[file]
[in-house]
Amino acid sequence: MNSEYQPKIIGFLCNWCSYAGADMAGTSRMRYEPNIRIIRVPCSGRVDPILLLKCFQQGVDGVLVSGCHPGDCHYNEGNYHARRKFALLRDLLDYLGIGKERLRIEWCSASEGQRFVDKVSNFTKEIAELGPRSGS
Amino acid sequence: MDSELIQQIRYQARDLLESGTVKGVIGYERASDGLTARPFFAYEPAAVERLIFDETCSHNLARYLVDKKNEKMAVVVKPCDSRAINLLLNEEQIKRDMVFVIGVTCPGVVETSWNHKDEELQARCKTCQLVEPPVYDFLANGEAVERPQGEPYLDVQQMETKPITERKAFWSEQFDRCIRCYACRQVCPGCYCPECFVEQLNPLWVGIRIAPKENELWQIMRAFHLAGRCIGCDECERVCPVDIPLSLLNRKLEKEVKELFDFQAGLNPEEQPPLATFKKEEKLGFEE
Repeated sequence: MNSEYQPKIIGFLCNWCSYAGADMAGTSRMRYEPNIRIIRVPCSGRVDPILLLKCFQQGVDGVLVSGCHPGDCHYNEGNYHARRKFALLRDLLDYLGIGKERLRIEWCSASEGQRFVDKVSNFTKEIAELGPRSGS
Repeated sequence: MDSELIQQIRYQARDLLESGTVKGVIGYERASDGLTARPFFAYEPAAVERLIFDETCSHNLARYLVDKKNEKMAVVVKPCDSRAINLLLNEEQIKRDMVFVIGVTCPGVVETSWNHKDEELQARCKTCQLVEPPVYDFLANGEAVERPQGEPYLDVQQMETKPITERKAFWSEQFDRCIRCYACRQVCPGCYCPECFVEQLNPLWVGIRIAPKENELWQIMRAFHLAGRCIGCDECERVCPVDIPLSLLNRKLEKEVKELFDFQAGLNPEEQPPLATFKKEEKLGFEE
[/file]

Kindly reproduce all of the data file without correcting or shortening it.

[in-house]
Amino acid sequence: MNSEYQPKIIGFLCNWCSYAGADMAGTSRMRYEPNIRIIRVPCSGRVDPILLLKCFQQGVDGVLVSGCHPGDCHYNEGNYHARRKFALLRDLLDYLGIGKERLRIEWCSASEGQRFVDKVSNFTKEIAELGPRSGS
Amino acid sequence: MDSELIQQIRYQARDLLESGTVKGVIGYERASDGLTARPFFAYEPAAVERLIFDETCSHNLARYLVDKKNEKMAVVVKPCDSRAINLLLNEEQIKRDMVFVIGVTCPGVVETSWNHKDEELQARCKTCQLVEPPVYDFLANGEAVERPQGEPYLDVQQMETKPITERKAFWSEQFDRCIRCYACRQVCPGCYCPECFVEQLNPLWVGIRIAPKENELWQIMRAFHLAGRCIGCDECERVCPVDIPLSLLNRKLEKEVKELFDFQAGLNPEEQPPLATFKKEEKLGFEE
Repeated sequence: MNSEYQPKIIGFLCNWCSYAGADMAGTSRMRYEPNIRIIRVPCSGRVDPILLLKCFQQGVDGVLVSGCHPGDCHYNEGNYHARRKFALLRDLLDYLGIGKERLRIEWCSASEGQRFVDKVSNFTKEIAELGPRSGS
Repeated sequence: MDSELIQQIRYQARDLLESGTVKGVIGYERASDGLTARPFFAYEPAAVERLIFDETCSHNLARYLVDKKNEKMAVVVKPCDSRAINLLLNEEQIKRDMVFVIGVTCPGVVETSWNHKDEELQARCKTCQLVEPPVYDFLANGEAVERPQGEPYLDVQQMETKPITERKAFWSEQFDRCIRCYACRQVCPGCYCPECFVEQLNPLWVGIRIAPKENELWQIMRAFHLAGRCIGCDECERVCPVDIPLSLLNRKLEKEVKELFDFQAGLNPEEQPPLATFKKEEKLGFEE